Chief Norman: would he have been found guilty, if alive?

10 September 2007 by Tim Kelsall

Trial Chamber One at the Special Court for Sierra Leone issued its judgment in the controversial Civil Defense Forces (CDF) case on August 2. High Priest Allieu Kondewa and Director of War Moinina Fofana were acquitted of crimes against humanity and found guilty of war crimes. But the meaning of this trial really centered on its primary defendant: Chief Samuel Hinga Norman, former National Coordinator of the CDF, who died six months ago in the midst of judicial deliberations.

The CDF trial heard from 119 witnesses and scrutinized 230 documentary exhibits over 162 trial days spread over two and a half years. It has been punctuated by moments of high drama and political controversy throughout. The CDF was a popular militia with its roots in local hunting societies - the largest being the Kamajors of the Mende ethnicity - which fought on the side of the democratic government in the country's eleven-year civil war. Norman, a former Deputy Minister of Defense and Minister of the Interior at the time of his arrest, was a hugely popular figure in some Sierra Leonean circles, regarded as a hero and savior of the nation. The prosecution, however, portrayed him as an ambitious, ruthless, and vengeful man, calling witnesses who made sensational allegations including that Norman ordered his subordinates to loot and burn Sierra Leonean villages, that he prepared death lists of alleged rebel collaborators, that he ordered Kamajors to chop off the left hands of rebels, and even that he participated in human sacrifices in order to procure a magical garment and walking stick made from body parts and human skin.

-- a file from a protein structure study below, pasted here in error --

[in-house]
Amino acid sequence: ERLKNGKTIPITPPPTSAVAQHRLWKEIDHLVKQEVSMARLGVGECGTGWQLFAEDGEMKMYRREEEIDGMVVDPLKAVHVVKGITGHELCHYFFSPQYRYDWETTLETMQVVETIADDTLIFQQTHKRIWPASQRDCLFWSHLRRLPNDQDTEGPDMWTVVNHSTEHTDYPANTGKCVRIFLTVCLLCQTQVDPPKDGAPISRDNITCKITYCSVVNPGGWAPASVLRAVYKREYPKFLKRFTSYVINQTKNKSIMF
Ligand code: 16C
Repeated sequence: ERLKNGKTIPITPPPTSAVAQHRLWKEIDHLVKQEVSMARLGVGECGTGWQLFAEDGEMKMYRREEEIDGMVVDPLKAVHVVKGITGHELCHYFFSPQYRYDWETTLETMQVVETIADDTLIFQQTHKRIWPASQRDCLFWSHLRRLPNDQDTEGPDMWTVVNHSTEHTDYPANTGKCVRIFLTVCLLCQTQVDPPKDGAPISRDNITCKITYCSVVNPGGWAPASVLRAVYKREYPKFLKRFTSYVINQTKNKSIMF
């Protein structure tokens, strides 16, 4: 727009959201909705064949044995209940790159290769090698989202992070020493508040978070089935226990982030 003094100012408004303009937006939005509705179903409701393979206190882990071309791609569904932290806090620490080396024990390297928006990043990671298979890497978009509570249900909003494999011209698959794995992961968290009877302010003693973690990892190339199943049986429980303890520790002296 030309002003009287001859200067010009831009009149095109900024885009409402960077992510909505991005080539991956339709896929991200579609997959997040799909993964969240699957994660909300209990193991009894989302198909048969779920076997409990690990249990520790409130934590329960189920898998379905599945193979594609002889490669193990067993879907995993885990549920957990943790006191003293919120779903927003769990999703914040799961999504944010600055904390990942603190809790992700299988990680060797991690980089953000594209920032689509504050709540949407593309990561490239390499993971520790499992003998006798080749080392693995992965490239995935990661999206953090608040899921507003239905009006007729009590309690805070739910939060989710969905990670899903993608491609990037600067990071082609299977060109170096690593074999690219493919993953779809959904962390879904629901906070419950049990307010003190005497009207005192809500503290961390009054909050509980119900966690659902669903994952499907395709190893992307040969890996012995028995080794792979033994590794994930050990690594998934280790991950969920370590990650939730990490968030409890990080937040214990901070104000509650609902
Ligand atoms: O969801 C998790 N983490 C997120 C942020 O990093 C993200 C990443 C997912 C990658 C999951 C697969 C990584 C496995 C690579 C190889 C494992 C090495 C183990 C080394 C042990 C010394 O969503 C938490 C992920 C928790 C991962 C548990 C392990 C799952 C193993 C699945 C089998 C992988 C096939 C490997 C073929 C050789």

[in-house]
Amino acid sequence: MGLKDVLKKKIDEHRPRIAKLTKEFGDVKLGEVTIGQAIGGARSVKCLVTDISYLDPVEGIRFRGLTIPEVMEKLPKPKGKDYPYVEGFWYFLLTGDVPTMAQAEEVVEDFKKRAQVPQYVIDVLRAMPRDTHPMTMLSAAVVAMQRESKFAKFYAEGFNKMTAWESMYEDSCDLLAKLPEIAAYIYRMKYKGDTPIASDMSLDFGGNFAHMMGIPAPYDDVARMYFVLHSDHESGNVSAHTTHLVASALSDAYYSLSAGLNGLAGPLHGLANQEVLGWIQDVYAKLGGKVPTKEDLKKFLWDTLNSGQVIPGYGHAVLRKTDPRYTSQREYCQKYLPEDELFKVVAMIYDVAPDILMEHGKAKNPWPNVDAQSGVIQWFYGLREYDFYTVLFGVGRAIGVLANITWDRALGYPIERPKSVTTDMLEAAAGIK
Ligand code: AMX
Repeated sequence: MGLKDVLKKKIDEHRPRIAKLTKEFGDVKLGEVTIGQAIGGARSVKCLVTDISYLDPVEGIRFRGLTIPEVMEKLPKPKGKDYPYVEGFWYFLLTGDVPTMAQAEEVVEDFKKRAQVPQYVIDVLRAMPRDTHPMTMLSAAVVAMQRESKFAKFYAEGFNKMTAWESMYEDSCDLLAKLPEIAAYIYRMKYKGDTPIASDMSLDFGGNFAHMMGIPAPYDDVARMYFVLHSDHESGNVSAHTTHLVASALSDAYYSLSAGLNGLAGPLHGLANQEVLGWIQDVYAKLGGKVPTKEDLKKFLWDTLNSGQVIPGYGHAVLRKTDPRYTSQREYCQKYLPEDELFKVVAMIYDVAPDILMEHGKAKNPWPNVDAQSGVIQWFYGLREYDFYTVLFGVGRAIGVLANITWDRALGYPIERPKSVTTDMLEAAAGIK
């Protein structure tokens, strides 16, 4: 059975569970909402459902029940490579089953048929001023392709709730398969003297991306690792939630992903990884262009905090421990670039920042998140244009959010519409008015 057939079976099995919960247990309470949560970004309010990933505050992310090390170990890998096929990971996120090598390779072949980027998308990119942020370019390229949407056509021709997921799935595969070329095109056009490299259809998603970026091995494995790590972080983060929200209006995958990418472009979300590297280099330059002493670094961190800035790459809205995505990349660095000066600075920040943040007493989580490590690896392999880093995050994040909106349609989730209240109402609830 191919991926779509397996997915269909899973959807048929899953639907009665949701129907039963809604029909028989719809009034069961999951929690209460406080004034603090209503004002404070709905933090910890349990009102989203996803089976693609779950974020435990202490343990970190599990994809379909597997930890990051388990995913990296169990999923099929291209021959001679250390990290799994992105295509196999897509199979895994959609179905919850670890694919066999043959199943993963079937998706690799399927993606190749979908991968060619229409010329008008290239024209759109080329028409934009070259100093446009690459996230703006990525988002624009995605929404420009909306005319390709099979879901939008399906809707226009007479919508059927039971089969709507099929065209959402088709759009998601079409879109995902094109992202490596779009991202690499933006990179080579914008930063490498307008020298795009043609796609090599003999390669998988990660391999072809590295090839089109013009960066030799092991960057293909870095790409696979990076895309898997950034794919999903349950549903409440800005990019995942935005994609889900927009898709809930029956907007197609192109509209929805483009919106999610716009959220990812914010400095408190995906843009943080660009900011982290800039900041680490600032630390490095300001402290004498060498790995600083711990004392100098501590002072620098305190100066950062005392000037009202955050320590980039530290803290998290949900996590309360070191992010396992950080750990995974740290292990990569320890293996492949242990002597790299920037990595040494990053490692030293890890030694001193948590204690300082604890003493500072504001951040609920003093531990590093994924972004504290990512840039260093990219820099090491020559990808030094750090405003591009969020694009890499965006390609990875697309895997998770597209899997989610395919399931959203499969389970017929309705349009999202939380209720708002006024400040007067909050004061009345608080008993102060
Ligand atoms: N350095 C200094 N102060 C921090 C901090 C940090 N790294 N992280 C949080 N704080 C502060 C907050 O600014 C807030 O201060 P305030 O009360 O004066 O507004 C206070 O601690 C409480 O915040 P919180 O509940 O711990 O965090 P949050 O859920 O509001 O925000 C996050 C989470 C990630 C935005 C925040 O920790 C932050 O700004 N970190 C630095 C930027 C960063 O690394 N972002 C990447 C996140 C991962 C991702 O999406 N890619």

Want to read more?

If you subscribe to a free membership, you can read this article and explore our full archive, dating back to 1997.

Subscribe now

Related articles

article
21 December 2011 by Thijs Bouwknegt

Being the ICC's Chief Prosecutor is a delicate and politically sensitivejob.ForLuisMorenoOcampo it has been "the best job in the world." Fatou Bensouda will be taking over his office in June. She inhe

article
07 December 2011 by Thijs Bouwknegt

December 7, 2011 Ivory Coast is the latest playgroundoftheInternationalCriminal Court. This week the courtroom in The Hague became its theatre of justice. Chief Prosecutor Luis Moreno Ocampo proudly p

article
07 December 2011 by Richard Walker

Four Congolese witnesses testifying at the International Criminal Court (ICC) in The Hague, find themselves caught in a legal wrangle, which could at once set a legal precedent and make them the last

article
07 December 2011 by Lindy Janssen

Brazil is booming. The economy is expanding and the country is getting ready to host the Football World Cup in 2014 and the Olympics in 2016. But the Latin American giant has not even begun dealing wi

article
07 December 2011 by Radosa Milutinovic

The primary purpose of the retrial of Ramush Haradinaj, as proclaimed by the International Criminal Tribunal for the former Yugoslavia in its appeal judgement in July, should have been to hear testimonies of two "key" witnesses who proved unwilling to testify in the original trial in 2007. Almost four months into the retrial which started in mid-August, its stated aim has not yet been achieved.